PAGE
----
17. El Badi Palace (Marrakech)

Qasr Al-Badi is a palace built in Marrakech in 1578-1603 during the reign of Sultan Ahmad Al-Mansour. The ruler spared no expense to finish his brainchild, and foreign materials were widely used in the construction. For example, marble was imported from Italy, granite from Ireland, onyx from India. Masters from Europe were widely involved in the decoration of the palace. After the fall of the Saadite dynasty it was abandoned and fell into disrepair.

Today Qasr al-Badi is a ruin spread over several tens of hectares. At its heyday, the palace complex consisted of 360 rooms, the size of the courtyard was 135 by 110 meters and the pool was 90 by 20 meters.

The picturesque ruins of this once magnificent building are still visible today and give a glimpse of its former splendor. The former sultan’s palace hosts an annual national festival dedicated to the culture and art of Morocco.

18. Arab League Park (Casablanca)

The Arab League Park is located in Casablanca and is the largest in the entire city. It was founded in 1918 and was built over the next two decades with the direct participation of French landscapers.

The park is a green area, built in a typical European regular style: the intersecting at right angles paths and alleys, dividing it into even squares and rectangles. In the park, the Catholic Cathedral of the Sacred Heart was erected in 1930 and there are numerous cafes, restaurants and recreation areas.

19. G. Chefchaouen or Chavin

Chefchaouen or Chavin is a small resort town located in the northern part of Morocco. It lies at the foot of the Rif Mountains at an altitude of 560 meters above sea level. It was founded in 1471 by the emir Ali Ben Moussa Ben Rachid-El-Alami as a fortress of protection against the Portuguese invasion.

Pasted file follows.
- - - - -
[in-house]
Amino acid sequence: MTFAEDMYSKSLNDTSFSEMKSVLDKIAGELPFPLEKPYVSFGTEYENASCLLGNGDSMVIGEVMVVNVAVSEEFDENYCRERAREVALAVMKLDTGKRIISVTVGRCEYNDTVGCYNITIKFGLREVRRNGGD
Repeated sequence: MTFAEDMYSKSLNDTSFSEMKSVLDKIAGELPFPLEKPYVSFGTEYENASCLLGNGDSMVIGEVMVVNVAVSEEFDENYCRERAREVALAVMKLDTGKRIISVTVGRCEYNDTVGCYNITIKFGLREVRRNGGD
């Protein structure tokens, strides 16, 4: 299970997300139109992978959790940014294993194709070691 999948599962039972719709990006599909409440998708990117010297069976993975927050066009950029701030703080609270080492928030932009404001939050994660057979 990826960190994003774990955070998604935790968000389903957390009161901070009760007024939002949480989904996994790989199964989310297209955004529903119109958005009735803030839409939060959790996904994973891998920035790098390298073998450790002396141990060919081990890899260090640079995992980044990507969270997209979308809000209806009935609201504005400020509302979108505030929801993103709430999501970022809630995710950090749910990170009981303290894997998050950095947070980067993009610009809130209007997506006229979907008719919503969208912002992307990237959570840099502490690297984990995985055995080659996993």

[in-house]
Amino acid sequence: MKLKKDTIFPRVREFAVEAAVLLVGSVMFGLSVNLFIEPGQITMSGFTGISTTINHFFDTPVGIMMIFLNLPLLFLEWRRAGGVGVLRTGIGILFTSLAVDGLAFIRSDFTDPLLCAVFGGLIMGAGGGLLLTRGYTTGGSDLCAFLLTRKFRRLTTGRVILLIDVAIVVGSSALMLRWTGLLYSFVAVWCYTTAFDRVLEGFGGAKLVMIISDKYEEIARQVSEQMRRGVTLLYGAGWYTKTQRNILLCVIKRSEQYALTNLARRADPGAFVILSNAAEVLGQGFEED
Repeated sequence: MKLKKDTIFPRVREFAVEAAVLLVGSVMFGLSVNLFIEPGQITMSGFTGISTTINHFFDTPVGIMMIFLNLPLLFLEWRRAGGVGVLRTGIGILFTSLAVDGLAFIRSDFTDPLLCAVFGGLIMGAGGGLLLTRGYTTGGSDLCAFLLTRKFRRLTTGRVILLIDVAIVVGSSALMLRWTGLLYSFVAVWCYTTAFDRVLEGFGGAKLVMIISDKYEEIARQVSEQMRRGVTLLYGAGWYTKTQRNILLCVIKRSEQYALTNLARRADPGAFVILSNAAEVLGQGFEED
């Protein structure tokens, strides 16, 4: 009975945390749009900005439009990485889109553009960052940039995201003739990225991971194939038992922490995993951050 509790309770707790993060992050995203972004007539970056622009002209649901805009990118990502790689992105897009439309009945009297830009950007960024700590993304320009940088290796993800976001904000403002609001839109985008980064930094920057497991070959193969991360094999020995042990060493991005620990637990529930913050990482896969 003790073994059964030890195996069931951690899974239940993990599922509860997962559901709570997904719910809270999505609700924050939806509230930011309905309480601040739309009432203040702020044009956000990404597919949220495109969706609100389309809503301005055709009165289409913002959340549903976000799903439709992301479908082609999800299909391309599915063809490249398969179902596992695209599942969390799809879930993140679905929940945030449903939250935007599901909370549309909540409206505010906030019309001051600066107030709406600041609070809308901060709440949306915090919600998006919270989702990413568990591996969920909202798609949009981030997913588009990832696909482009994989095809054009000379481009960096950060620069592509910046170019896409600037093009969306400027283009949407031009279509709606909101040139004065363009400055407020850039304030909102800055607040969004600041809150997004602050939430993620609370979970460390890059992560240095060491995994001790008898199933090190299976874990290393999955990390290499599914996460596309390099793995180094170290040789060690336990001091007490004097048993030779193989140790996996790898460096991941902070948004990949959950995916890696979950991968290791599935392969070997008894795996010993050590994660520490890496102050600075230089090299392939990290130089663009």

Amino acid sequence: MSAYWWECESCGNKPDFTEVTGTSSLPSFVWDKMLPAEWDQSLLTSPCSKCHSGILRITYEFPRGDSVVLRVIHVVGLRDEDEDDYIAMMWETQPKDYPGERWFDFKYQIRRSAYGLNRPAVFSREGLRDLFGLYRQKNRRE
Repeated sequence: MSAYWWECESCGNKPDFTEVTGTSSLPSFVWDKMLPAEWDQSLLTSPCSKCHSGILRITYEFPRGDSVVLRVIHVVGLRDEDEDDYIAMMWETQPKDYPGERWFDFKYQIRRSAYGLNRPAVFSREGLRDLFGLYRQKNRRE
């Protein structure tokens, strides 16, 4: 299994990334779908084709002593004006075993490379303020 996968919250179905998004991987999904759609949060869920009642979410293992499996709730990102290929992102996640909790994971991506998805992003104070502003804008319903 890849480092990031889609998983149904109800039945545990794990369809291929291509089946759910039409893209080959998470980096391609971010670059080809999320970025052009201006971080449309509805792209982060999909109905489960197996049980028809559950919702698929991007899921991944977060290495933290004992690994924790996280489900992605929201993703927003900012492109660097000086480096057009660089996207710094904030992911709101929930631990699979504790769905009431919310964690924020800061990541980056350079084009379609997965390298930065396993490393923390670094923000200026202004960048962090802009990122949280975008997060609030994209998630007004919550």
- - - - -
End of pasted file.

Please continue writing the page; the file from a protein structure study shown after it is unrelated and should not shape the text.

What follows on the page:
Today the town is one of the main attractions of northern Morocco. Travelers are attracted here by the amazingly beautiful architecture of the town. Most of the buildings are in the traditional Arab-Berber style and painted in shades of blue and blue.

The tradition of painting houses in this color comes from the Middle Ages, when thousands of Jews, expelled from Spain and Portugal by the Catholic monarchs at the end of the Reconquista, found shelter here. The color blue in Jews symbolizes spiritual purity and is associated with the prayer veil tales.

20. Mahkam du Pasha Palace (Casablanca)

The Palais Mahkama du Pacha is located in Casablanca, the largest city in Morocco. This magnificent construction was built in 1948-1952 as an administrative building. It housed the departments of the Casablanca town hall, the city court and a number of other local government offices.